5. Live later. Why not plan a trip? If resources and responsibilities don’t allow for international air travel, plan a road trip. Drive across the state. Venture into the biggest city near you. Drive to a new neighbourhood. Explore it. Eat food in a local eatery. Avoid chain restaurants or stores. Come to Kansas—for many of you that’s crossing cultures! (It certainly was for me!) Trip advisor has kindly created lists for nearly everywhere…including, as it turns out, Kansas! (http://www.tripadvisor.com/Attractions-g28937-Activities-Kansas.html).
  6. Celebrate your unique story. Pour yourself a glass of warmed spiced Pimms, or a fragrant mug of hot chai. Make a strong espresso or a cup of pink tea. Whatever beverage you choose, fill your cup to the brim and raise it high. Drink to life…your life! It’s true that very few people in your community share your exact same story. It’s also true that on occasion that feels lonely and isolating. But it’s also true that you are unique. You bring something to the table that very few people do. Enjoy that. Celebrate it!
  7. Write a Psalm to God. Document His faithfulness. The poets and song writers who penned the psalms were honest with their fears and their doubts. They openly admitted their weaknesses. They also knew God’s presence and strength. They were mobile people, always in transition. They wrote about the permanence they found in God, the home they discovered in Him. Try it out: write a psalm. Lord, through all the generations you have been our home! (Ps 90:1). Those who live in the shelter of the Most High will find rest in the shadow or the Almighty. This I declare about the Lord: He alone is my refuge, my place of safety (Ps 91:1-2). Give thanks to the Lord, for he is good! His faithful love endures forever. Who can list the glorious miracles of the Lord? Who can ever praise him enough? (Ps 106:1-2)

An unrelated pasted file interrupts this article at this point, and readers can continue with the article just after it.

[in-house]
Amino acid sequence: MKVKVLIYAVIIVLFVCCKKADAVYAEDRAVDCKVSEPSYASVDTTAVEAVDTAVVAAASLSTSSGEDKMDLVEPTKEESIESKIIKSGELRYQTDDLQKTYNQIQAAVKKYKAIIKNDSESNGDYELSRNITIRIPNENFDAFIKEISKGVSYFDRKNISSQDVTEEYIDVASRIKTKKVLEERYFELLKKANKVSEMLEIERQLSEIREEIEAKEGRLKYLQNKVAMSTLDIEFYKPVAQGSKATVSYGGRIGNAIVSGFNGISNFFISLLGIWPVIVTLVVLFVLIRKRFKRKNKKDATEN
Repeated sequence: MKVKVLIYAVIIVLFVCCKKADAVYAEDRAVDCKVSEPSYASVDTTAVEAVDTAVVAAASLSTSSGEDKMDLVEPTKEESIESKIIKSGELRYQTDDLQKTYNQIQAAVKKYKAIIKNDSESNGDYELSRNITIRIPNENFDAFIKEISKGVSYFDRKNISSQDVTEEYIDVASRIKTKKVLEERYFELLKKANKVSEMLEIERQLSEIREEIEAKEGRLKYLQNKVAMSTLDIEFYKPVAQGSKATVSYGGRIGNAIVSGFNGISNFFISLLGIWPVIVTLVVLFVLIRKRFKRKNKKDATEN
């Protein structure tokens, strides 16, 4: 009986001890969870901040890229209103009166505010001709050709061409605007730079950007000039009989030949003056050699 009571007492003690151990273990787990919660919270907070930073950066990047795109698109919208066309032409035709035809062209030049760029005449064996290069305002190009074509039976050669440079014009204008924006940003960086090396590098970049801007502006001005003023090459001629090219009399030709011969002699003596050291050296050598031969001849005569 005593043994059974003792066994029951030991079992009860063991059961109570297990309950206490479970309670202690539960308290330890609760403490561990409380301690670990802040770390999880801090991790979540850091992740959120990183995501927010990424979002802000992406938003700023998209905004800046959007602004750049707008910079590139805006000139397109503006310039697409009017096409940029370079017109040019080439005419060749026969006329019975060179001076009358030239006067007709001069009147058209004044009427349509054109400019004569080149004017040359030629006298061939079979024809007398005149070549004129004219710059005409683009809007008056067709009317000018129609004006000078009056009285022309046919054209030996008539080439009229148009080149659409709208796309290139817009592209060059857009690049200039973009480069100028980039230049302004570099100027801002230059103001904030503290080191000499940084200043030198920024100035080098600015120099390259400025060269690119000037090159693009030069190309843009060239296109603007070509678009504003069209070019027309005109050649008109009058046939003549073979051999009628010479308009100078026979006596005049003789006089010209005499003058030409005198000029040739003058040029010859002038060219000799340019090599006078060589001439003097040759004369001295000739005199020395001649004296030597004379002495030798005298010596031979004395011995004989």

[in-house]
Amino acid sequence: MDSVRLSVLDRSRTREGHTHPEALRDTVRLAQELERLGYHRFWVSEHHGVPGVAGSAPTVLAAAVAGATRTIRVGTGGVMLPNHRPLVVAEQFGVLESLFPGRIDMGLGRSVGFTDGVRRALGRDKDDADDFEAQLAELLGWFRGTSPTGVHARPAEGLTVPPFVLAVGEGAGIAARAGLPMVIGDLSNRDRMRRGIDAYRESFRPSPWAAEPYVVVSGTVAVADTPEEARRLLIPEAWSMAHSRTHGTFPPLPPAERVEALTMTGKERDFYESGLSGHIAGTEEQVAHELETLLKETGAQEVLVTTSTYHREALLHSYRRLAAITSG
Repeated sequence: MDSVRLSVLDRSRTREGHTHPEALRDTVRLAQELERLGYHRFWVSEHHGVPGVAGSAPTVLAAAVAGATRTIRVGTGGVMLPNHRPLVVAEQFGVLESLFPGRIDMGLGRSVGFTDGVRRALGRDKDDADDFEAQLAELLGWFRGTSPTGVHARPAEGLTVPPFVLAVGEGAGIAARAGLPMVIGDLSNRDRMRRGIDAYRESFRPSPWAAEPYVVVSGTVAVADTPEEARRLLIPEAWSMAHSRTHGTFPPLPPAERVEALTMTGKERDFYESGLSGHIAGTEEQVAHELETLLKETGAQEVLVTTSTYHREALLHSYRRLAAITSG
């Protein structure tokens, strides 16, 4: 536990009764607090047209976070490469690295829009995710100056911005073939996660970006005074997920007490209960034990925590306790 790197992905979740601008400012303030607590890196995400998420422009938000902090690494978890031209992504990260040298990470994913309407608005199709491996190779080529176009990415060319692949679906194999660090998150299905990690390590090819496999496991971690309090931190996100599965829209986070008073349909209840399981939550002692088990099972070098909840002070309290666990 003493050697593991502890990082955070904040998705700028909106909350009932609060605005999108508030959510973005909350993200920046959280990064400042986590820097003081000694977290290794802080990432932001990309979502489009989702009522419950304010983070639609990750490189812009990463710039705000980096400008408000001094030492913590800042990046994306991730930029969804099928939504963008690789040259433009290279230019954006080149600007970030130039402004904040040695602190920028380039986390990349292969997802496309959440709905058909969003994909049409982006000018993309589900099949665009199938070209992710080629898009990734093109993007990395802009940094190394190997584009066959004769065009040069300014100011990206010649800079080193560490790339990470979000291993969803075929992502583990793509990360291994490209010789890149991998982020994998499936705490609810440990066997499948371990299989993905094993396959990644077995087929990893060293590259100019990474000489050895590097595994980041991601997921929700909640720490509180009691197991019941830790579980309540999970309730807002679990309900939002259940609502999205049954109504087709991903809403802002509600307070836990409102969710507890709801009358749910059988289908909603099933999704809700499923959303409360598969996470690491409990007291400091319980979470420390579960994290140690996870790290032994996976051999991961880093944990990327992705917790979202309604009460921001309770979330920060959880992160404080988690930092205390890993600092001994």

8. Take a deep breath! Be present to your current Now. Resist the temptations to dull the restlessness and the accompanying loneliness. Remember who you are and where you live. You’ve been placed here for a purpose. Look around. Notice the beauties and the blessings. Begin to write them down. Turn around and say thank you. Joy and Gratitude are cousins. They often hang out together. Invite Gratitude for coffee and Joy often shows up!
  9. Look around. Take your eyes off of you. See someone else in gloomiville. January is notorious for the effect she has on people. It won’t take you long to find another who is hurting. Take the initiative. Make eye contact. Strike up a conversation. Point out something amusing. Laugh together. Whatever little joy you brought for lunch, pull it out and share it. Jesus will make it stretch. There will be enough joy to go round….and there may even be some leftover for you both to take home and nibble on later.

I have no idea if this stuff will work. I’ve been feeling pretty bleak. But I dare me to step out and give it a shot! I really wrote this one mostly for me. I made vegetable curry and dhal and rice last night for supper. There was Punjabi Pachranga Pickle and plain curd on the table. I found naan at the Asian Food Store. We ate with our fingers and it made us warm and happy. And I think tonight we’ll watch a movie…..

Here’s to success in the hunt! Joy will be found!

Picture Credit: http://pixabay.com/en/carlsbad-california-beach-seaside-351318/ word art by Marilyn R. Gardner